Friendship and Risk

John 11:1-45

Jesus is friends with Martha, Mary, and Lazarus. It is a relationship that exceeds the one he has with the twelve disciples. The intimate phrase that Martha uses when she calls Jesus to come to Bethany is “the one whom you love…” The disciples don’t question Jesus’ love for Lazarus. They simply think that going to a village two miles away from Pilate, Herod, and the Sanhedrin is insane. Love for our friends can be insane. 

I suspect that Jesus has known these people from childhood. I am currently working on a novel about this friendship titled “Bethany’s People” (look for it in Lent of 2018). John’s Gospel has Jesus going frequently to Jerusalem; and Jesus doesn’t go as a tourist. He seems to know the place like a native. Bethany is only two miles from Jerusalem. It was Jesus’ habit to stay there. 

The village name, Bethany, means house of poverty. It lies on the edge of the Negev where the rain fails to come regularly. Jesus has always identified with the poor. Jesus did his ministry in Galilee just outside the posh city of Tiberius. But, we have no record of his ever going inside the place. Instead, he called fishermen to leave their nets and walk with him.

    Such friendship precedes faith. You have to believe that Jesus shares your pain before you can believe that he is Messiah. Many people have a fact-based, I-believe-it-because-I-was-taught-it, belief in Jesus. The Gospels never show Jesus asking for this kind of belief. He instead, looks for those who will be intimate with him. The reason we have communion as frequently as we do, is because friends eat together. Martha cooks and Jesus eats. Who comes to your house for dinner?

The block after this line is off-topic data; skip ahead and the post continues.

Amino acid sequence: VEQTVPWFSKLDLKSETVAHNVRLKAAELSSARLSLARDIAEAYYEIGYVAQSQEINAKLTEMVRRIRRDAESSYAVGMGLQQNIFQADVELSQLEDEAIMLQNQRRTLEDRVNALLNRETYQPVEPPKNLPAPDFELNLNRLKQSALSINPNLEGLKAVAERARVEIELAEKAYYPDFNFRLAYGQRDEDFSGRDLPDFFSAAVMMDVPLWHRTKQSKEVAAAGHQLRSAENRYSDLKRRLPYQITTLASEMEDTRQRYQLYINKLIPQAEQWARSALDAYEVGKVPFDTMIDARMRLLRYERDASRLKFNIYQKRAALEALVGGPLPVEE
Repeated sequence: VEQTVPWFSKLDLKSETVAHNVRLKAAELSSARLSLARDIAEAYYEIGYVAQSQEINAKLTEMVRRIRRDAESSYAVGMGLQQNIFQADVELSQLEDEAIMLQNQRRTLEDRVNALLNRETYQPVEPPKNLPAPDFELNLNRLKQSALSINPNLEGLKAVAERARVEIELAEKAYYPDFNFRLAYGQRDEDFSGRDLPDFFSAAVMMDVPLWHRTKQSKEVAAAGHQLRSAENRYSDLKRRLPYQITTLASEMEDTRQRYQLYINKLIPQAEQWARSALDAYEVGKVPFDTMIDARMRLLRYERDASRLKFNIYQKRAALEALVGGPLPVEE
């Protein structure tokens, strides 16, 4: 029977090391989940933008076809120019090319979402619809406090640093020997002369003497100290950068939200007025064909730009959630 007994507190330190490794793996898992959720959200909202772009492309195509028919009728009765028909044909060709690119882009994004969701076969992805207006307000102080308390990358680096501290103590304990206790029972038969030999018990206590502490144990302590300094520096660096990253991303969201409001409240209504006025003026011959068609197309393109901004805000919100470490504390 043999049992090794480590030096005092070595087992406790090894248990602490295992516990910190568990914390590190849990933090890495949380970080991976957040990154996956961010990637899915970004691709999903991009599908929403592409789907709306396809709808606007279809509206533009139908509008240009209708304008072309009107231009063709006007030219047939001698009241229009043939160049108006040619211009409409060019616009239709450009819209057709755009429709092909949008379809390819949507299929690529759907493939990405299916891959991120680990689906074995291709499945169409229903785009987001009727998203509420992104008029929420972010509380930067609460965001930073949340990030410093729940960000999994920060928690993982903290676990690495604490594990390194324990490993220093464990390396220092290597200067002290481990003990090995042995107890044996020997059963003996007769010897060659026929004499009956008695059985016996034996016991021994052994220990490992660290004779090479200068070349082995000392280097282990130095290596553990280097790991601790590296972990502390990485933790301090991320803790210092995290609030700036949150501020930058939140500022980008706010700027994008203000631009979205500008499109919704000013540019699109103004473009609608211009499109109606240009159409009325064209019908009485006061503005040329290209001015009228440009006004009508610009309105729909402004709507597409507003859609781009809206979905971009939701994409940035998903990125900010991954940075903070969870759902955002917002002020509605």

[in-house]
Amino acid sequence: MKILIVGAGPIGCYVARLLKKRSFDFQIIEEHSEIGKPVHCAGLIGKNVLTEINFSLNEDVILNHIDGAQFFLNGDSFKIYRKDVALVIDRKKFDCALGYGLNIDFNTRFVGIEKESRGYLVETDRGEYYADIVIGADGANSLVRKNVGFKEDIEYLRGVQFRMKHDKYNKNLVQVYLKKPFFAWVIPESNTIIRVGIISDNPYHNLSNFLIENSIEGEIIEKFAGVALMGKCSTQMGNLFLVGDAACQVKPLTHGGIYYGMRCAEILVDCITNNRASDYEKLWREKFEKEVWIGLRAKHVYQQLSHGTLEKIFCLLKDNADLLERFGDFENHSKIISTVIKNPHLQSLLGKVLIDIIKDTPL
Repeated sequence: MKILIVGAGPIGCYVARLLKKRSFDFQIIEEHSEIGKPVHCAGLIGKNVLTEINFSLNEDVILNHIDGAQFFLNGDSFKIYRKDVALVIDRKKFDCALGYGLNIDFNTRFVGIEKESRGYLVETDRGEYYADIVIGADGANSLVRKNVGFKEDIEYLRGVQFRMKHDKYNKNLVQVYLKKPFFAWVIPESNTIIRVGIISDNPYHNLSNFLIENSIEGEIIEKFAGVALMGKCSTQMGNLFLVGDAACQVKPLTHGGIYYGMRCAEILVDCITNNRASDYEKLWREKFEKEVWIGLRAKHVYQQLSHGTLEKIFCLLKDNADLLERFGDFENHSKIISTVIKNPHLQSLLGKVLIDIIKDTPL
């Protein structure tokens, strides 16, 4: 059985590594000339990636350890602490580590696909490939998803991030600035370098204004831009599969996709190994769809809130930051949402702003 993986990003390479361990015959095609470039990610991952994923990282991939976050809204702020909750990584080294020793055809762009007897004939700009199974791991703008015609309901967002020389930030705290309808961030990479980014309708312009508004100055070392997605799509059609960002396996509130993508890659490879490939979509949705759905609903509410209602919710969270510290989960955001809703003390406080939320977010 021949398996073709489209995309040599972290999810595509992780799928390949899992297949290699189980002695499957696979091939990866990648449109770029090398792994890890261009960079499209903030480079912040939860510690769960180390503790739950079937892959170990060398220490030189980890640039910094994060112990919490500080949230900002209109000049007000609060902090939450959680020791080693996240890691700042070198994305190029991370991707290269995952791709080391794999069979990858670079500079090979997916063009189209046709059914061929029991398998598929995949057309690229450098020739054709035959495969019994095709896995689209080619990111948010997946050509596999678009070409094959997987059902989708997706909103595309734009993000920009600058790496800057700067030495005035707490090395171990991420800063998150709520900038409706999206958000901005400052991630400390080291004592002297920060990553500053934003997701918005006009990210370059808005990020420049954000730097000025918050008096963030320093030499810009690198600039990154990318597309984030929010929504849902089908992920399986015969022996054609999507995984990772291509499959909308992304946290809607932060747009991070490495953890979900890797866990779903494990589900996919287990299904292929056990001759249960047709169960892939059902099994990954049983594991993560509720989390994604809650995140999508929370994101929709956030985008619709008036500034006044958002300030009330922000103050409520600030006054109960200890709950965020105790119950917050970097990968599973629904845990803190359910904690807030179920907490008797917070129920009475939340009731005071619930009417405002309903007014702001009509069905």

It is the known friendship of Jesus with the Bethany people that makes his going there dangerous during the weeks before his passion. “If we go to Lazarus’ funeral, we will die,” Thomas soberly reflects. This is a high stakes friendship.

    It is in the context of this friendship that Martha verbally slaps Jesus on the face. She says, “Where were you?” Only friends and spouses have the right to say this. It is the deep hurt of someone with high expectations.

    Those who take Jesus into their darkest experiences, and even risk yelling at him when he fails to meet their expectations, are brought to the place where they can believe.

    Jesus asks Martha to believe that he can conquer death. This is the one thing we all want to believe. You hit pause at this point in the scripture. Do I believe this? Without Jesus, we simply die. With Jesus, we die in hope. We rise because He is the resurrection.

Lent 5
Sunday, April 2, 2017
Jesus wept for his friend